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We Know Thoughts Become Things, but Where Did Those Thoughts Come From?

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It’s common knowledge that what we concentrate on over any length of time, manifests. The notion that thoughts precede reality has been around for quite some time and we also know that the intermediate step between thoughts and reality is behavior.

So, we think something, that thought drives a certain behavioral pattern, and enough of that behavior will create whatever that original thought outcome was. But did you ever wonder where those thoughts came from? How many of them came from poor mothers and fathers and preachers and teachers when we were babies?

Let’s face it, our formative years were spent with these aforementioned individuals and they were adults. They may have said things to us that we perhaps misinterpreted because, we were six years old! They weren’t trying to deceive us or teach us something negative. They just assumed that when they said something (and it may not have even been to us) that the listener would be able to connect the dots!

Let me give you an example. When I was growing up my mother, father, and I were watching variety shows on the black and white television set in the middle of our living room, quite often my mother would say, when someone was singing, that they were actually dubbing! In other words, singing to a turned off microphone while the actual recording was actually being played from the sound engineers’ room! She was probably correct! Many of the singers on those old shows were dubbing their studio recordings.

“All action results from thought. So it is thoughts that matter.” – Sai Baba

But she made it seem as if the singer and the host were trying to deceive us. My mother would say something like, “They aren’t singing for real, they’re just moving their lips! Isn’t that terrible?” Now I could never really tell if they were singing, or not, but this was my mom, so I accepted what she said at face value. Except, I really thought those people were terrible people for trying to trick my poor mother and that they were very bad. (Keep in mind, I was 6!)

That script stayed with me long into adulthood, and I very consciously watched out for people that were going to make a fool out of me and I either avoided them or confronted them. That thought pattern of filling in the blanks from what adults told me when I was a child is what I like to call Projective Resolution, can be debilitating. Personally, it sabotaged several meaningful relationships and my first 2 professional positions.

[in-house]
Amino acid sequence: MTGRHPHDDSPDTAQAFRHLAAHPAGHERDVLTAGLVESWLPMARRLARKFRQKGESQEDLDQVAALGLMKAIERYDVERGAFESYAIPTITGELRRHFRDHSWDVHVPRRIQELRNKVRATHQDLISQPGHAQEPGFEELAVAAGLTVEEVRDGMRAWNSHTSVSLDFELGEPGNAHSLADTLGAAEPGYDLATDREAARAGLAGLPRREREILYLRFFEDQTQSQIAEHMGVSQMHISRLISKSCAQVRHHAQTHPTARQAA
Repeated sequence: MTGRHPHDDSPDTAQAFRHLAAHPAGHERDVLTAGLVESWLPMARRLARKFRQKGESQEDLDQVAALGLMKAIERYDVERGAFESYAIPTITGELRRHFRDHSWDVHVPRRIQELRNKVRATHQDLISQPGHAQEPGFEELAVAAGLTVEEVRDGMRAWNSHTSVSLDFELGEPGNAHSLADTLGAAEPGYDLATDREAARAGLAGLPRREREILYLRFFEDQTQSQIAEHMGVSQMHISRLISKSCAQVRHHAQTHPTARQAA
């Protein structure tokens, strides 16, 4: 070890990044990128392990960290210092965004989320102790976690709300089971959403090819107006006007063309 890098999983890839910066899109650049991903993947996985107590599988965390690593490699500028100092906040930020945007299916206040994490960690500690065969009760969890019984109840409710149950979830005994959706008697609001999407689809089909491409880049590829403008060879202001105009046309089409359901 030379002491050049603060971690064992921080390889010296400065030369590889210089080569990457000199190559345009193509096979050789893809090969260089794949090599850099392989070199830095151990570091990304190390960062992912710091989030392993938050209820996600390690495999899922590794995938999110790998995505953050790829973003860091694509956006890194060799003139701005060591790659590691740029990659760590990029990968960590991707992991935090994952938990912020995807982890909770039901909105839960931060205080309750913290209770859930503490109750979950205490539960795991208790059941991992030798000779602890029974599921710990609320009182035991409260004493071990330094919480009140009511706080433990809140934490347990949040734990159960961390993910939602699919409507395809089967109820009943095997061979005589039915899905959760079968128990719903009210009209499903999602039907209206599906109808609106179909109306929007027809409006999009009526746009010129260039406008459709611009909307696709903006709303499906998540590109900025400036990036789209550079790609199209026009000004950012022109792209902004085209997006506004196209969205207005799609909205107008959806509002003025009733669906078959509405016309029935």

I was able to identify the faulty script years later and resolve it, but I wonder how many more I have playing right now, that I might not be aware of. How about you? What scripts are causing your Projective Resolution?

The reason they are so hard to spot is because we have repeated them so many times for so many years, that they have become a habit and are firmly entrenched into our subconscious minds. But the behavior is real. And it can be devastating!

You may ask if it is possible to eradicate the old scripts and I believe the answer is yes. I did! And without any professional assistance, and well before I had the internet for quick guidance.

“If you realized how powerful your thoughts are, you would never think a negative thought.” – Peace Pilgrim

If you think you are a victim of Projective Resolution, try these steps:

  • Step #1: Spend some time in quiet thought, thinking about situations with parents and others when you were a child. It may be helpful to start with your first thought of childhood and work up from there.
  • Step #2: What were some of the admonitions and sayings that were said to you? Perhaps it was “A stitch in time saves 9.” And you were told that so many times that you now take 9 stitches immediately, just in case. You plan, plan, plan! Can that be an OCD?
  • Step #3: Link past experiences to current behavior and tag the behaviors that you want to change. If you can identify current behaviors that are driven by conversations when you were a child and left to “fill in the blanks”, you are well on your way to rewriting the scripts.
  • Step #4: Now that you are an adult, put adult meaning on what the person (the adult) was trying to convey to you when you were a child. (Yes, you can actively role play with that person and talk to them adult-to-adult!)
  • Step #5: Place the proper meaning on that statement now.
  • Step #6: Forgive the adult who may have steered you wrong. They did the best they could at the time with what they had!
  • I hope that you see the moral to this story. Please be carful of what you say to children. They are taking what you say and filling in the blanks. But they are doing so with the mind of a child. If you think in those terms, you may guard your words very carefully.

What do you think? Let me know in the comment section below!

Biagio Sciacca, known to his friends as Bill, was a lifelong resident of Pittston, PA. He is the owner of Intelligent Motivation, Inc. a global consulting and training firm specializing in management and leadership training as well as psychological assessment for hiring and staff development. He is the author of several books relating to goal setting, and his third book, Provocative Leadership, is publishing soon. Now residing in Tamarindo, Costa Rica, he divides his time between his international coaching and training clients, writing his next book and wandering aimlessly on the beach. Feel free to contact Bill at bill@intelligentmotivationinc.com or schedule a call with him by going to www.intelligentmotivationinc.com and clicking on the “set up a call” tab.

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